It is time for progressives and all supporters of democracy to act. The political crisis in this country demands action of every type from the study of history, particularly the Hayes/Tilden election, to demonstrations in the streets. As everyone has heard a thousand times, a crisis is the simultaneous presentation of danger and opportunity.
It is literally true that the history of the 21st century will be defined by what happens in the next 6 to 12 months. For all the tired use of clichés, nevertheless, it is true that those who refuse to learn from history are condemned to repeat it. Even the New York Times, that bastion of power representing a certain section of the ruling class in the world, took the time to analyze the Hayes/Tilden election. The New York Times, however, took the most conservative possible interpretation of that constitutional crisis. After cursory discussion of the election and Florida’s crucial role, the New York Times (11/12/00) stated: “That gave Hayes 185 electoral votes and left Tilden with 184.
The incensed Democrats threatened retaliation. They said they would engage in a filibuster that would prevent the completion of the electoral count until Inauguration Day came and there was no president. They vowed to congest the streets of Washington and prevent Hayes from being inaugurated. Democrats organized armed bands and, threatening ‘Tilden or blood’, said they would physically put Tilden in the White House. There was real fear that war would break out.
Then something happened. Historians disagree on exactly what it was. Some believe that a compromise was reached at a hotel meeting between emissaries of the two parties. At that meeting, a deal was supposedly brokered that, among other things, stipulated that if Hayes became president, he would remove the remaining federal troops stationed in the South, effectively ending Reconstruction, a matter of great importance to the Southern states. That did in fact happen, but whether it was a formal quid pro quo linked to Hayes’s assumption of office is unclear.” (Emphasis added)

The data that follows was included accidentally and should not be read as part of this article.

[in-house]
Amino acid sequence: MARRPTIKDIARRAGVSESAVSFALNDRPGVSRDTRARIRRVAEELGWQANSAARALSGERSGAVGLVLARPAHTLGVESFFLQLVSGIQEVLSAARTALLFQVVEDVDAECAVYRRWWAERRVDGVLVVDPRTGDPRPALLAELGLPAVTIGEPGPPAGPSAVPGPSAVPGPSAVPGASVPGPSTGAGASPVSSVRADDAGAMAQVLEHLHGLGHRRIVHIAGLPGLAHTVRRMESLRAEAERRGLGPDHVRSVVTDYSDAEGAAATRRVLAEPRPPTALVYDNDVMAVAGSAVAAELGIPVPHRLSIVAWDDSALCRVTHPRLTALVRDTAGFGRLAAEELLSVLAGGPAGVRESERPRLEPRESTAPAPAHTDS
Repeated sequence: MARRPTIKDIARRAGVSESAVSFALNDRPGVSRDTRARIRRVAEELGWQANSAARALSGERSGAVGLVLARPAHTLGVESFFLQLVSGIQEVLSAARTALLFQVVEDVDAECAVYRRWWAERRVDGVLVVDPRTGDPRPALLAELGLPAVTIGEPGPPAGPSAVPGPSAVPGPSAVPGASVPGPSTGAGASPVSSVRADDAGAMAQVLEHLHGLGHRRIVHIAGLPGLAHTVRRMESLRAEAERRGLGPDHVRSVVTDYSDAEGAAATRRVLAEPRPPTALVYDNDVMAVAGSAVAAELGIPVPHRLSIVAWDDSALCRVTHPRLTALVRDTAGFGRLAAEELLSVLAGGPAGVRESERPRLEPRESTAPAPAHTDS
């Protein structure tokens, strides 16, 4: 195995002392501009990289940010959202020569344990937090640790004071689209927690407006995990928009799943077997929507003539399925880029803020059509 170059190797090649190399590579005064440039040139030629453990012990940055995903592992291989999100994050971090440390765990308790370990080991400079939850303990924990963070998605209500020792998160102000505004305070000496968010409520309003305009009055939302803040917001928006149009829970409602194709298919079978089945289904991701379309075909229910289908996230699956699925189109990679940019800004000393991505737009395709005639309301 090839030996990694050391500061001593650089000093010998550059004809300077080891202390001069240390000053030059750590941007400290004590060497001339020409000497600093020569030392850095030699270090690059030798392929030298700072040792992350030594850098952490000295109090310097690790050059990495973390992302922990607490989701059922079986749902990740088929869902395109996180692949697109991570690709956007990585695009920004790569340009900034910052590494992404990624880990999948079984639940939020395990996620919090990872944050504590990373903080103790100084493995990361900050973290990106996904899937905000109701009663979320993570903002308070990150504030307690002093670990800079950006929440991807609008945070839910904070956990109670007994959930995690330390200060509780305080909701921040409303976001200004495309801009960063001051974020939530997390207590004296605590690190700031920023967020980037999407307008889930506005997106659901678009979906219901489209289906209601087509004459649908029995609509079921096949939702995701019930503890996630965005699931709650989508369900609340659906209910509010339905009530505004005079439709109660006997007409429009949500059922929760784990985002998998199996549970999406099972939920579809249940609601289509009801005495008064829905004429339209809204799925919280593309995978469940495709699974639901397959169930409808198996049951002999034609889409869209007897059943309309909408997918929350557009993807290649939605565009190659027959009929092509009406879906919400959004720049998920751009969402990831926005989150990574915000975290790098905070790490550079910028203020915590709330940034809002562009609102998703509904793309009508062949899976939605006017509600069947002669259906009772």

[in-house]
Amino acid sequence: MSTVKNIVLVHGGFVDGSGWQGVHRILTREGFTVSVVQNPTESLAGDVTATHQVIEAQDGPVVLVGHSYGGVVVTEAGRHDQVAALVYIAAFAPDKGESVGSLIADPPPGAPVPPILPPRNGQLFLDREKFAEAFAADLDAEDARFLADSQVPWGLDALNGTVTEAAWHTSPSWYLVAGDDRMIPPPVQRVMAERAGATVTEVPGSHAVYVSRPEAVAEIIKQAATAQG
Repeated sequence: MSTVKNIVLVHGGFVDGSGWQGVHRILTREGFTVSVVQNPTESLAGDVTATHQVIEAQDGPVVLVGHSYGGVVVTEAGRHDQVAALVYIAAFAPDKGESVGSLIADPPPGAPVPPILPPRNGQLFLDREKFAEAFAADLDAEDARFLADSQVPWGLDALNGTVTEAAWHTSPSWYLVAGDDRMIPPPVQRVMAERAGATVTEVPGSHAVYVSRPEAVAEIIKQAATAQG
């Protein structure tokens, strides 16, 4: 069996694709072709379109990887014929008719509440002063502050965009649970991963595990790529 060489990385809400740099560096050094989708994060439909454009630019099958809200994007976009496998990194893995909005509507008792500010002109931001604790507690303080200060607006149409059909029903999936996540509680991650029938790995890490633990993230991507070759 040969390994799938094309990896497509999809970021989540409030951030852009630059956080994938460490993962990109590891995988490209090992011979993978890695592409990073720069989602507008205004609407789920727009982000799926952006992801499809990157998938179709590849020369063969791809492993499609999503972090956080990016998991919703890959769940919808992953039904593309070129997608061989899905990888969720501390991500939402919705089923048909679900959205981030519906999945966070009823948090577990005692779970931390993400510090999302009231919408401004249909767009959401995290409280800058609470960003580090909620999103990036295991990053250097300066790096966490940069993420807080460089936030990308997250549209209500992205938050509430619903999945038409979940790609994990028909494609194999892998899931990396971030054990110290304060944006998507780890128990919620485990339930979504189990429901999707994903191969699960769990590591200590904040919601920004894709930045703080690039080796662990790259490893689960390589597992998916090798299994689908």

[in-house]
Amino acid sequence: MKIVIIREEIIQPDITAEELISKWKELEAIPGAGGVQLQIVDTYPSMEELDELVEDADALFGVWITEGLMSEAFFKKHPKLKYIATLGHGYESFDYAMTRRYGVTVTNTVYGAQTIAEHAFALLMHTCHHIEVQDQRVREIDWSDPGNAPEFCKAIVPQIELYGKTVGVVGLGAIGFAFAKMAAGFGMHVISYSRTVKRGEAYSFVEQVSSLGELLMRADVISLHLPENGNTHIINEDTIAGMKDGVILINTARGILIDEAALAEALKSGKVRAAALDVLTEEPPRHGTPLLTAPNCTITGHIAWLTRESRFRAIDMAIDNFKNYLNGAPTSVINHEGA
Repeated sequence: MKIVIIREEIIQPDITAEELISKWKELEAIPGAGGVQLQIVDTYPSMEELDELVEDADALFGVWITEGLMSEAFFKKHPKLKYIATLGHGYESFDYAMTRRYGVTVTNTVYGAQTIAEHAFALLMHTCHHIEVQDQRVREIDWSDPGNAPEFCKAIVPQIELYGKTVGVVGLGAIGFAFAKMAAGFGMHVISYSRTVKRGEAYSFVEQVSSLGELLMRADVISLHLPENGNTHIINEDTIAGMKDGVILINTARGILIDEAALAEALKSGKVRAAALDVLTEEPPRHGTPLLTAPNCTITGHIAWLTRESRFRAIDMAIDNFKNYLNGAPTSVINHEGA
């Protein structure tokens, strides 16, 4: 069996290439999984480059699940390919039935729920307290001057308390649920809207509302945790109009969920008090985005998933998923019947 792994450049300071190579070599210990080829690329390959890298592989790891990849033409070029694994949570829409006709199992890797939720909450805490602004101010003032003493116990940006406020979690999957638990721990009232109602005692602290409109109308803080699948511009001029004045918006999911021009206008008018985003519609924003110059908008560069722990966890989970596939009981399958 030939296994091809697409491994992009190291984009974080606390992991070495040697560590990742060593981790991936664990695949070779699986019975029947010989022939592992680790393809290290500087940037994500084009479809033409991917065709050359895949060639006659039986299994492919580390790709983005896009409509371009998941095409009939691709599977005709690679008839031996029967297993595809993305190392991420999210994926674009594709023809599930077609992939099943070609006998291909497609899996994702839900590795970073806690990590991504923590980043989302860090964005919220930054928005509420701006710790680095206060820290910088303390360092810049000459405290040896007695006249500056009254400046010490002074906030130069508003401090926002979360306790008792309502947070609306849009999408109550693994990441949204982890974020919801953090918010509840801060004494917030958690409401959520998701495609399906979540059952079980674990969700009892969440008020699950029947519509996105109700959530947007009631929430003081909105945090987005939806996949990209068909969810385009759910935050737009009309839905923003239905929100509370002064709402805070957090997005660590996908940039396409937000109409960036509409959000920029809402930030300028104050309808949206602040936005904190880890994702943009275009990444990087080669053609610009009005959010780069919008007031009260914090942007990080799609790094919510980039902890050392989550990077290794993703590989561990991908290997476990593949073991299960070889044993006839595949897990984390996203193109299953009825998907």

The ruling class in this country is severely divided. In fact, the entire country is divided. A deal will be made to calm things down. The content and direction of that deal will be substantially affected by the strength and presence of progressives during the coming struggle. Over one-half of the voting population, who by themselves, are a conservative grouping of people, came down on the side of Al Gore. It is clear that the overwhelming majority of trade unionists, national minorities and women voted for Gore. If this election is stolen in Florida, Jeb Bush, George’s brother, who has vowed to eliminate all affirmative action in Florida, and who is an open enemy of the working class, implemented that theft.
Rick Shenkman, Tom Paine.com, has described the extent of the corruption: “As has been widely reported, there were many irregularities in Palm Beach County. Over 19,000 ballots were thrown out because voters allegedly punched holes for two candidates. And the ballot design may have led people to accidentally vote for Reform Party candidate Patrick Buchanan, who received an unusually high tally, though he neither campaigned nor advertised in the area. Buchanan himself has remarked that the votes he received in this liberal community apparently went to him unintentionally. He concludes: ‘I don’t want any votes that I did not receive and I don’t want to win any votes by mistake.’ He added: ‘It seems to me that these 3,000 votes people were talking about – most of those are probably not my vote and that may be enough to give the margin to Mr. Gore.’
Were these votes to be added to Gore’s column Gore would be the universally acknowledged winner of the election at present. That the election in Florida has been marked by numerous instances of fraud and irregularity is by now well established.